Saturday, 20 August 2011
A Cupboard Full of Coats
Title: A Cupboard Full of Coats
Author: Yvvette Edwards
Number of pages: 260
Started: 18 August 2011
Finished: 20 August 2011
It was early spring when Lemon arrived, while the crocuses in the front garden were flowering and before the daffodil buds had opened, the Friday evening of a long, slow February, and I had expected when I opened the front door to find an energy salesperson standing there, or a charity worker selling badges, or any one of a thousand random insignificant people whose existence meant nothing to me or my world.
He just knocked, that was all, knocked the front door and waited, like he’d just come back with the paper from the corner shop, and the fourteen years since he’d last stood there, the fourteen years since the night I’d killed my mother, hadn’t really happened at all.
Read the first chapter here
It's been fourteen years since Jinx's mother was brutally stabbed to death in their home in East London. Fourteen years for Jinx to become accustomed to the huge weight of guilt and anger that has destroyed her life. Fourteen years to nurture an impossible shame. Out of nowhere, Lemon arrives on her doorstep. An old friend of her mother's, he wants to revisit the events leading to that terrible night, and Jinx sees the opportunity to confess, finally, her hand in the violence. But Lemon has his own secrets to share, and over the course of one weekend they strip away the layers of the past to lay bare a story full of jealousy and tragic betrayal. Narrated with a distinct and fiery spice, Jinx and Lemon must find their own paths to redemption in this stunning debut novel.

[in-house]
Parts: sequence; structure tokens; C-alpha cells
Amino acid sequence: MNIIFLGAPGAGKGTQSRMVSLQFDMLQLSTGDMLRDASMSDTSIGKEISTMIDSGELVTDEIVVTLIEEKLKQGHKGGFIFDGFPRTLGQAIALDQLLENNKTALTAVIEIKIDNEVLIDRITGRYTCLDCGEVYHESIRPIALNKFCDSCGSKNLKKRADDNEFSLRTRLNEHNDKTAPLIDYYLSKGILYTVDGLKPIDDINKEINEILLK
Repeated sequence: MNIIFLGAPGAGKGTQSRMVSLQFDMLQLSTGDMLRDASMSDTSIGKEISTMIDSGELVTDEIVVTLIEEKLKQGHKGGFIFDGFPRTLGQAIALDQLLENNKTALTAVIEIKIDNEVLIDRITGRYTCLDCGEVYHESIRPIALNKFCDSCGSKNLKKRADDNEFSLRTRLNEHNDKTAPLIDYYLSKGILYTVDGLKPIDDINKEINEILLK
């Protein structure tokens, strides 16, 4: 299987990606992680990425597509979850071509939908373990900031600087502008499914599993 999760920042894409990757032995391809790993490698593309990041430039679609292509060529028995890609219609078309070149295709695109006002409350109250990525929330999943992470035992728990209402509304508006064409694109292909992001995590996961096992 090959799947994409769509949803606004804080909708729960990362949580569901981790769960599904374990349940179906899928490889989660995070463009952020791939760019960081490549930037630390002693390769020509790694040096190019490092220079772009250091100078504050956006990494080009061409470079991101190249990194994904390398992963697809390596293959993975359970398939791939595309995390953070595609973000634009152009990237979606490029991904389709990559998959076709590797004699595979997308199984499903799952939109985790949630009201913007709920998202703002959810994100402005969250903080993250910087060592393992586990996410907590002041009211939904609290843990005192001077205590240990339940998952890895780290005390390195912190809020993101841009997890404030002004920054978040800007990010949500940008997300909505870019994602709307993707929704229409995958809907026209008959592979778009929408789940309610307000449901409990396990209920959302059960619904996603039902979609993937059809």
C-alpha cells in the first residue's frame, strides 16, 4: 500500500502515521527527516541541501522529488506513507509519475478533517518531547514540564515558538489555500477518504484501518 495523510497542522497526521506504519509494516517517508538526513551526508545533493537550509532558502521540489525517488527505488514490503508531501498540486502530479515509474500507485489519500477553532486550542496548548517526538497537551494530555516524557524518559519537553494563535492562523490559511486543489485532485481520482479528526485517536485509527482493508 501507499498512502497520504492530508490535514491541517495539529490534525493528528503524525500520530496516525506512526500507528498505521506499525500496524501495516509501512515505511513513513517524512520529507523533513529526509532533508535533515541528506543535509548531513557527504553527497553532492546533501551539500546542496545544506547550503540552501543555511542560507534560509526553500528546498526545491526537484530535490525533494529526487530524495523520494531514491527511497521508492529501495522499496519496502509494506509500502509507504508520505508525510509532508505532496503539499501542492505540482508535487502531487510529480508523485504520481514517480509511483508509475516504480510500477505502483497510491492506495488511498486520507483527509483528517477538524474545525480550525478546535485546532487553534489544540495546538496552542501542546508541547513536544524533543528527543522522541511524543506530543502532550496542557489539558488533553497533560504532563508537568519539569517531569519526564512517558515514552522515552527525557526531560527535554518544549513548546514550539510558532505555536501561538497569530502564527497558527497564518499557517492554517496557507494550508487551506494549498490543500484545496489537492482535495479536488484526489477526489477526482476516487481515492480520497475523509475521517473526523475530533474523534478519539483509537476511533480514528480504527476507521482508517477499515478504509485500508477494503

What I thought:
This was another first novel on the Booker long list, but was much more accomplished than the previous one I read “Snowdrops”.
This was a sad and well written tale of a woman coming to terms with the violent death of her mother many years before, over the period of one weekend. It was a good exploration of how we perceive events and deal with guilt and live our lives following tragic events. It could have been a depressing tale, but, perhaps surprisingly, wasn’t. Instead it was an engaging tale that was told in a mature way.